Luxury stocks navigating troubled waters with wind in their sails

Underpinned by the resurgent demand from Chinese consumers as the prolonged COVID restrictions continue to ease, the outlook for the sector remains strong. In an article first published in the Financial Times publication, Professional Wealth Management, we explore the outlook for the luxury sector, with a specific focus on our holdings in the J. Stern & Co. World Stars Global Equity Fund.

One of our team members was in Beijing earlier in the year.  It was their first visit since the pandemic was declared three years earlier and they couldn’t but notice how the city was bustling.  All the signs were that China was returning to normality after its lengthy lockdown. Public transport was busy, roads were jam-packed with cars, shops were open as normal, and restaurants were full of diners.

During nearly three years of COVID restrictions, Chinese consumers accumulated significant excess savings.  Some analysts have estimated that up to 12 trillion RMB (equivalent to 10 per cent of GDP) has been saved by consumers during the pandemic.  With the re-opening, these excess savings are being unleashed, as experienced in the US and Europe when restrictions were lifted.  The re-opening is fuelling spending on discretionary goods and services, travel and cross-border duty-free shopping. Luxury goods companies like LVMH and Hermès are major beneficiaries of these excess savings.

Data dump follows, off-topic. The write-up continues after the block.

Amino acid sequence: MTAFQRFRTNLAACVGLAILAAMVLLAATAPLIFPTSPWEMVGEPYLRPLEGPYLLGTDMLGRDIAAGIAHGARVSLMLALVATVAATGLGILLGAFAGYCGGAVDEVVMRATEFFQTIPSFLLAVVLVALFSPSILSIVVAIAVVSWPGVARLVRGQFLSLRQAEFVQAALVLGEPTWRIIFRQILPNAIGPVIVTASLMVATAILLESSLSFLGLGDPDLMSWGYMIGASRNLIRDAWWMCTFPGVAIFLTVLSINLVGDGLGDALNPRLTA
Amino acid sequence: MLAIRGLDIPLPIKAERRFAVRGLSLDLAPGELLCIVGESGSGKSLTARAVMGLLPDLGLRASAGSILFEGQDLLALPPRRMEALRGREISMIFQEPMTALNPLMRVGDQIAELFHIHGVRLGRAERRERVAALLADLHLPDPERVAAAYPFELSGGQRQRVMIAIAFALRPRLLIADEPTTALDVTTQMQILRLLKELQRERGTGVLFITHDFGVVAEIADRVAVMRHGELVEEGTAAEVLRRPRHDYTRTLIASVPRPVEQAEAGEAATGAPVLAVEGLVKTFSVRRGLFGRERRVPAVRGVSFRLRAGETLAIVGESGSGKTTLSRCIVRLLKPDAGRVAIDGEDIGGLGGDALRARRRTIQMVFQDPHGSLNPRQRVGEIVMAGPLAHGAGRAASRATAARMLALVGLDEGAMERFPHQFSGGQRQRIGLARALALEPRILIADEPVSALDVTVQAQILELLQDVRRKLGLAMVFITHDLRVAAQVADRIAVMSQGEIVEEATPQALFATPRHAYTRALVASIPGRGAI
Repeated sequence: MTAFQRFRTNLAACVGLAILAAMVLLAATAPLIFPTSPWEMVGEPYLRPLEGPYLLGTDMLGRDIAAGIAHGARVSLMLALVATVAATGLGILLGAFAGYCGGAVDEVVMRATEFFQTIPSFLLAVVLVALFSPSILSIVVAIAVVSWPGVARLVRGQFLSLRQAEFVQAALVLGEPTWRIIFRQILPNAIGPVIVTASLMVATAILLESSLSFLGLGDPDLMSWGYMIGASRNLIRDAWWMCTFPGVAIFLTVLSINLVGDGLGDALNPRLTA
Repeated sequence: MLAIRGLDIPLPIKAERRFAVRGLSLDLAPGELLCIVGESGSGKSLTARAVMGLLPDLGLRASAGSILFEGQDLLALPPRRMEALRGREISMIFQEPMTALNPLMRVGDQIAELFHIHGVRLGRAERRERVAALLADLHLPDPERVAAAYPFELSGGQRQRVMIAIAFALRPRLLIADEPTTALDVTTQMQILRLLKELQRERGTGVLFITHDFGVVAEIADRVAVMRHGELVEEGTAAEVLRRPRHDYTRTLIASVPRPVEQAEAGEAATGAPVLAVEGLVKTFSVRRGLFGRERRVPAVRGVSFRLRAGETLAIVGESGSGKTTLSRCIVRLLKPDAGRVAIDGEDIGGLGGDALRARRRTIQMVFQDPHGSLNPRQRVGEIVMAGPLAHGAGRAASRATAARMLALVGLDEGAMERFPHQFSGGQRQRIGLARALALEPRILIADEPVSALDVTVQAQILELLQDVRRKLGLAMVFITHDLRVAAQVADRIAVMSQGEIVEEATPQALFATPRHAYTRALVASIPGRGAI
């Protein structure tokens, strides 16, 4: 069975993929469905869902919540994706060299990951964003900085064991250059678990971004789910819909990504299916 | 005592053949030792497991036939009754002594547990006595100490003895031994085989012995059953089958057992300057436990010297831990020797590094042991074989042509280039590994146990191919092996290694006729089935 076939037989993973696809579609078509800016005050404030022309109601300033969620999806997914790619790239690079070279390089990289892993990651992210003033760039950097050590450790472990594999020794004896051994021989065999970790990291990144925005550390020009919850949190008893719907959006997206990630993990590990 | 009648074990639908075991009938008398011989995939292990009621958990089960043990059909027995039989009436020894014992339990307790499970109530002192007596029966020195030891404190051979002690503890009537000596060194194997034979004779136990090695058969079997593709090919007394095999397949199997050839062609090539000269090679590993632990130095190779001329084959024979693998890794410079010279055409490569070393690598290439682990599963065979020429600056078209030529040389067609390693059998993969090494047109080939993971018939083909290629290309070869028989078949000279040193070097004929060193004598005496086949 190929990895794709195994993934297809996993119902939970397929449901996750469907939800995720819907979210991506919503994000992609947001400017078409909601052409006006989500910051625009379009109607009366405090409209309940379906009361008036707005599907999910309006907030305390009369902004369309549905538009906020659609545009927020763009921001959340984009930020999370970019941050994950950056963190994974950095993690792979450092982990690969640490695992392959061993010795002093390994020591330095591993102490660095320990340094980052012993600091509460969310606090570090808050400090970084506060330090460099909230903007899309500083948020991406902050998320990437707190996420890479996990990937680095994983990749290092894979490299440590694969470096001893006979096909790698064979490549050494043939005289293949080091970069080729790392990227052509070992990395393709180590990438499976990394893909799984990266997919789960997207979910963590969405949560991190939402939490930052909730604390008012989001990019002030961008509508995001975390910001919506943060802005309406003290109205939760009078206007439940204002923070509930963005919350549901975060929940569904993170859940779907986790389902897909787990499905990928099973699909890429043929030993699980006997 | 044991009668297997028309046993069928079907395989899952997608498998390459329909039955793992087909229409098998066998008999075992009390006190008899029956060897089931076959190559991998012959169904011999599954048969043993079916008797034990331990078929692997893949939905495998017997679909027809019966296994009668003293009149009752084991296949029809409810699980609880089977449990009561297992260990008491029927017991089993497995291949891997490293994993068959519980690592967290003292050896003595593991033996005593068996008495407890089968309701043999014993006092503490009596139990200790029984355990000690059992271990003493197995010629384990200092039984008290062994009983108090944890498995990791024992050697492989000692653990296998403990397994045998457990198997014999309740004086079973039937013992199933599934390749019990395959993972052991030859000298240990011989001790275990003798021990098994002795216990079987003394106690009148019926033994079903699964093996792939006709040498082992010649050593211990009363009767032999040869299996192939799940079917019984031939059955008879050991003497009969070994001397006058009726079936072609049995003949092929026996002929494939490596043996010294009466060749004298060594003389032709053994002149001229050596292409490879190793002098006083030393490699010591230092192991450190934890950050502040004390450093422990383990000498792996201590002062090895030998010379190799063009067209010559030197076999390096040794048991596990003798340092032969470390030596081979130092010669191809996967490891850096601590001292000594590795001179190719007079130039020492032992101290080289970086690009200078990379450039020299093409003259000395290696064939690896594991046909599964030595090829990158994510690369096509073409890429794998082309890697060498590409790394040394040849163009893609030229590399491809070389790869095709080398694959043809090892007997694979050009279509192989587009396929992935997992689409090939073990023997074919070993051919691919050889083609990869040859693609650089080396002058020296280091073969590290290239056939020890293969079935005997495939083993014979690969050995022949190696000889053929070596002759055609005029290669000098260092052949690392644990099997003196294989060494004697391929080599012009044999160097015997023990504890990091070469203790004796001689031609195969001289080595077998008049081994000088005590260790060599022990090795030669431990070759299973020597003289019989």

LVMH has long been a major holding in our flagship World Stars Global Equity Fund, and it will continue to be despite its share price drifting lower in recent weeks.  There are widespread concerns that the post-pandemic economic recovery in China is faltering.  There are numerous challenges and recovery is never a straight line.  Everybody likes to call a bottom but in our view, these concerns will prove short-lived and the market is underestimating the breadth of levers at the Government’s disposal to support the economy through stimuli programmes.

The challenges to companies doing business in China include geopolitical instability, with Taiwan and Russia of particular concern, and tensions with the US and Europe.  Much has also been said about China’s high youth unemployment, but we believe this is cyclical rather than structural.

China is emerging from three years of lockdown and the economic recovery post re-opening has been uneven and below expectations.  It is not a surprise that employment growth is slow, with a wave of new graduates leaving university this summer compounding the problem.  However, following a flurry of government measures to re-ignite economic growth, in late August, we believe the trend will correct itself with better GDP growth in the coming quarters.

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